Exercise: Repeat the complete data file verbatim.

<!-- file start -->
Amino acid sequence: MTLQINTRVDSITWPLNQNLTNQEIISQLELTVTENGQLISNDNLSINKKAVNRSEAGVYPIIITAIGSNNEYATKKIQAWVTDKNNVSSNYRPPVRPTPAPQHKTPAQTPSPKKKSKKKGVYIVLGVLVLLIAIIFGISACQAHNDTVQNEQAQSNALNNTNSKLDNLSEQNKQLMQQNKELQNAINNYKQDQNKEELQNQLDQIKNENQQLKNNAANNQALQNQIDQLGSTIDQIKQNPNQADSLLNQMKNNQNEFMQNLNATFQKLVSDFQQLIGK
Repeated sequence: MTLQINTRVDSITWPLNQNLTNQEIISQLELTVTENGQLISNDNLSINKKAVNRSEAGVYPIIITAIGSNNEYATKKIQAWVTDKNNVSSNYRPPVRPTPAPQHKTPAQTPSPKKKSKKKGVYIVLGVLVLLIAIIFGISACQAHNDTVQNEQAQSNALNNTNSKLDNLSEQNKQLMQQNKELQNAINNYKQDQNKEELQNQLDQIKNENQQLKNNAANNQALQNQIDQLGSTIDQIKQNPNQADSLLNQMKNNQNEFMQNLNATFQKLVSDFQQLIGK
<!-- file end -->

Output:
Amino acid sequence: MTLQINTRVDSITWPLNQNLTNQEIISQLELTVTENGQLISNDNLSINKKAVNRSEAGVYPIIITAIGSNNEYATKKIQAWVTDKNNVSSNYRPPVRPTPAPQHKTPAQTPSPKKKSKKKGVYIVLGVLVLLIAIIFGISACQAHNDTVQNEQAQSNALNNTNSKLDNLSEQNKQLMQQNKELQNAINNYKQDQNKEELQNQLDQIKNENQQLKNNAANNQALQNQIDQLGSTIDQIKQNPNQADSLLNQMKNNQNEFMQNLNATFQKLVSDFQQLIGK
Repeated sequence: MTLQINTRVDSITWPLNQNLTNQEIISQLELTVTENGQLISNDNLSINKKAVNRSEAGVYPIIITAIGSNNEYATKKIQAWVTDKNNVSSNYRPPVRPTPAPQHKTPAQTPSPKKKSKKKGVYIVLGVLVLLIAIIFGISACQAHNDTVQNEQAQSNALNNTNSKLDNLSEQNKQLMQQNKELQNAINNYKQDQNKEELQNQLDQIKNENQQLKNNAANNQALQNQIDQLGSTIDQIKQNPNQADSLLNQMKNNQNEFMQNLNATFQKLVSDFQQLIGK